Watson the supercomputer is joining the fight against lung cancer
Watson, IBM’s supercomputer that (or is it “who”?) beat human contestants on Jeopardy, is turning its massive data-crunching power to tackling cancer.
One of the biggest problems faced by doctors is keeping up with the vast amount of data published every day. Keeping up with every new publication would take almost 24 hours a day, every day – and that doesn’t include remembering and applying all that information. IBM thinks Watson can sift through the data as a tool for doctors to determine which treatment is most likely to succeed for cancer patients.
Watson is a “cognitive” computer, meaning it can learn and interpret language. IBM sent Watson’s computing power to medical school, accumulating more data than any human could hold in his or her head. Thus far, it has read more than 2 million pages of text from 42 medical journals, and reviewed data from 1,500 lung cancer cases from Memorial Sloan-Kettering Cancer Center. Doctors can use Watson’s computing power to analyze each patient and be presented with treatment options with the highest chance of success, including the data to back it up, to make the most informed decision.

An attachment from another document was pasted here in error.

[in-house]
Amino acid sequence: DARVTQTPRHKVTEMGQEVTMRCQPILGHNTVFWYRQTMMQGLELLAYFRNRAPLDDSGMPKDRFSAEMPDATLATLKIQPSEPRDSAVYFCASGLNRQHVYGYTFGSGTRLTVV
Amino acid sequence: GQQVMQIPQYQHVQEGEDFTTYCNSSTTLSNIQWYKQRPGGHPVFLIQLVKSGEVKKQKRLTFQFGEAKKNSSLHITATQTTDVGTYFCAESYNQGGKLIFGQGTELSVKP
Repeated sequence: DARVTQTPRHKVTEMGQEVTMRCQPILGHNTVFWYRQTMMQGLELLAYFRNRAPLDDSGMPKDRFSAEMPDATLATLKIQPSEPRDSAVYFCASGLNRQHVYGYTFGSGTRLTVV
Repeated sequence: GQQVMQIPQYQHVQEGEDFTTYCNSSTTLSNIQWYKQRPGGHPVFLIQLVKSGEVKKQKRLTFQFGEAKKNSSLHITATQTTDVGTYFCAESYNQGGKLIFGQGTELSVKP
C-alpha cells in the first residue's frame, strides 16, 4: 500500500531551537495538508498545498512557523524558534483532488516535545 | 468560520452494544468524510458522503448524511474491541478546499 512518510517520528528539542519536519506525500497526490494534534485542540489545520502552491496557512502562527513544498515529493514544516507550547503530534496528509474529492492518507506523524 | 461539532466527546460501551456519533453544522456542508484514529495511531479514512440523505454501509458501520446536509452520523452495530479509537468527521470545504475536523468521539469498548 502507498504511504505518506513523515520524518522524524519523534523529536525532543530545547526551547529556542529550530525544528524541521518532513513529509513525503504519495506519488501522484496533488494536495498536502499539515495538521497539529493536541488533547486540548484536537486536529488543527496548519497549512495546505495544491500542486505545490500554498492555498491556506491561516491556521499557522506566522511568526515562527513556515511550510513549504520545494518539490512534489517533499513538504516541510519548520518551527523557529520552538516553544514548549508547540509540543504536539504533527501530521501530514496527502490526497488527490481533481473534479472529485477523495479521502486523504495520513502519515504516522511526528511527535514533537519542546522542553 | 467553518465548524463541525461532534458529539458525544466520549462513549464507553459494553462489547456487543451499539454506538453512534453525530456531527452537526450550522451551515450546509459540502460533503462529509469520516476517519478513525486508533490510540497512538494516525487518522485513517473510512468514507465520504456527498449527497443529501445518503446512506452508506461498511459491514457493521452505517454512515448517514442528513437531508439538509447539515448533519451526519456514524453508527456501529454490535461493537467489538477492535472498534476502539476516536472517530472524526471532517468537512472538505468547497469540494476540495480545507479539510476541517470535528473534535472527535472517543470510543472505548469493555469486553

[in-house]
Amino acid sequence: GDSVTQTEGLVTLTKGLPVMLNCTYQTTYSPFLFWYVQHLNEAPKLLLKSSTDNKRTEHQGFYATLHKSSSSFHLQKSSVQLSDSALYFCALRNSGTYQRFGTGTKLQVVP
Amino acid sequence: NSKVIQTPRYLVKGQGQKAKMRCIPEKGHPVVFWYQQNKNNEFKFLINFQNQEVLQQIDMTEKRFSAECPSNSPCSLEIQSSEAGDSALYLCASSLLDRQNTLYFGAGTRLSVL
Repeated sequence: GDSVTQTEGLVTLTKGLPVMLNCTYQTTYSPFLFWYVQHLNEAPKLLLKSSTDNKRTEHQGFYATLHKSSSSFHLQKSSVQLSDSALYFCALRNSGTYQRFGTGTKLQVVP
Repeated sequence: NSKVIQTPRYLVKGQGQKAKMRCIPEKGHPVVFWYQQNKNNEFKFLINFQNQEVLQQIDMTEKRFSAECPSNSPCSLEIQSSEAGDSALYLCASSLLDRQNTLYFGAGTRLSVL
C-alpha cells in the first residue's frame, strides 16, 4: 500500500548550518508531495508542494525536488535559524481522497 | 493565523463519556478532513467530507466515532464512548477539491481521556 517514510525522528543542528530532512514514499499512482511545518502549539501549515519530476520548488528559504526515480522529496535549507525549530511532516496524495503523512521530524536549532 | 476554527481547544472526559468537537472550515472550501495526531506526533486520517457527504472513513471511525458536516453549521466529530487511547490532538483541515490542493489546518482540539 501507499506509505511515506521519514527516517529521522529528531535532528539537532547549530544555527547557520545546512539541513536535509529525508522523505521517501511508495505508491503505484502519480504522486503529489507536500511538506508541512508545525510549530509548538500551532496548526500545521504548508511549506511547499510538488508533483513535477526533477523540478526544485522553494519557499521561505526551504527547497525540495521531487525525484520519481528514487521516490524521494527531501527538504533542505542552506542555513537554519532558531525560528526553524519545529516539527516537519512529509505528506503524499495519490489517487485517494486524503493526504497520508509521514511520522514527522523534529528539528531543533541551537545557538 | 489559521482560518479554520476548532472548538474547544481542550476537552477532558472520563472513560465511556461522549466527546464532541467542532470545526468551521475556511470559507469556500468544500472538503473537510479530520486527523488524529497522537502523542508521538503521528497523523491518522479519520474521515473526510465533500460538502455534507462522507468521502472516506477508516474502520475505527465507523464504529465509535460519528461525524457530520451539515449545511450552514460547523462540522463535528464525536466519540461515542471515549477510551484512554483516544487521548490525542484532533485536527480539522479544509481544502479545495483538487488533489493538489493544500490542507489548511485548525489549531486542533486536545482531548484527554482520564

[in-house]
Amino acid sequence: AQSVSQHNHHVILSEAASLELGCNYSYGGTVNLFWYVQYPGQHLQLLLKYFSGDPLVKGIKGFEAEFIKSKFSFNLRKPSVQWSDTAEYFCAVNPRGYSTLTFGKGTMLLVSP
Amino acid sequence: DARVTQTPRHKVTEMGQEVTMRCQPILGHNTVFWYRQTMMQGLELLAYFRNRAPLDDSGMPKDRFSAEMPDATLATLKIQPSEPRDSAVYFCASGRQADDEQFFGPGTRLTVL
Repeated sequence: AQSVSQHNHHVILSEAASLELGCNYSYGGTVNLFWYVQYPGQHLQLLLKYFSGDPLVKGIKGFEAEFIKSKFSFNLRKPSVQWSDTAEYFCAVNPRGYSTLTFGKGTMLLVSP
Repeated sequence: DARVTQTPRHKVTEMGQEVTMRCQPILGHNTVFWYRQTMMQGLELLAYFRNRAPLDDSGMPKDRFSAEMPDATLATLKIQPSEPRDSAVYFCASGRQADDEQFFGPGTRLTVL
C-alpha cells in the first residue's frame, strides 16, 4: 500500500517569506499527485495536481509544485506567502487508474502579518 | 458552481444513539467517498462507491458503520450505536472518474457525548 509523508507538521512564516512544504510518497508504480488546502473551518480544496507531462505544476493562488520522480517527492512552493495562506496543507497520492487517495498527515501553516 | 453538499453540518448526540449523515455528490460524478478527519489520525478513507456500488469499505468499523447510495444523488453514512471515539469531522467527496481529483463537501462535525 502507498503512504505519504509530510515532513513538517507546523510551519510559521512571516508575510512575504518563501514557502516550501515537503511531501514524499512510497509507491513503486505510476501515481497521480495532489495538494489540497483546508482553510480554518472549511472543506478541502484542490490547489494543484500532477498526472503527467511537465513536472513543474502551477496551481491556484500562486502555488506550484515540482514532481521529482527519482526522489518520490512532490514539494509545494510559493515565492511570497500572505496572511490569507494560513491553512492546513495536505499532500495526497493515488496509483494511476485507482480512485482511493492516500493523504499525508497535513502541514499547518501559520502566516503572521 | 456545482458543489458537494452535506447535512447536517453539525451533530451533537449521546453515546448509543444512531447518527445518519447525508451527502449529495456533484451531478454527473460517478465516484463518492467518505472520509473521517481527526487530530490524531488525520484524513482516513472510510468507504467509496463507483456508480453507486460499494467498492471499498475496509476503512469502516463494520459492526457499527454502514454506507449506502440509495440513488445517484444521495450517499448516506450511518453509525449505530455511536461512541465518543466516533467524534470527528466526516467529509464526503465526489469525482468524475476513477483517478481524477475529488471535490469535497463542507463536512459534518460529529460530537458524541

Memorial Sloan-Kettering and the private healthcare company Wellpoint will also be using Watson’s computing powers to reduce costs. Watson can navigate the ins and outs of the US healthcare market to find the most efficient way to pay for treatment.
Memorial Sloan-Kettering is the first cancer hospital to use Watson’s massive intellect to help doctors treat patients. The lung cancer application will be adopted by two additional medical groups in Maine and Westchester, NY.
Move over SkyNet, this time the supercomputer is on on our side.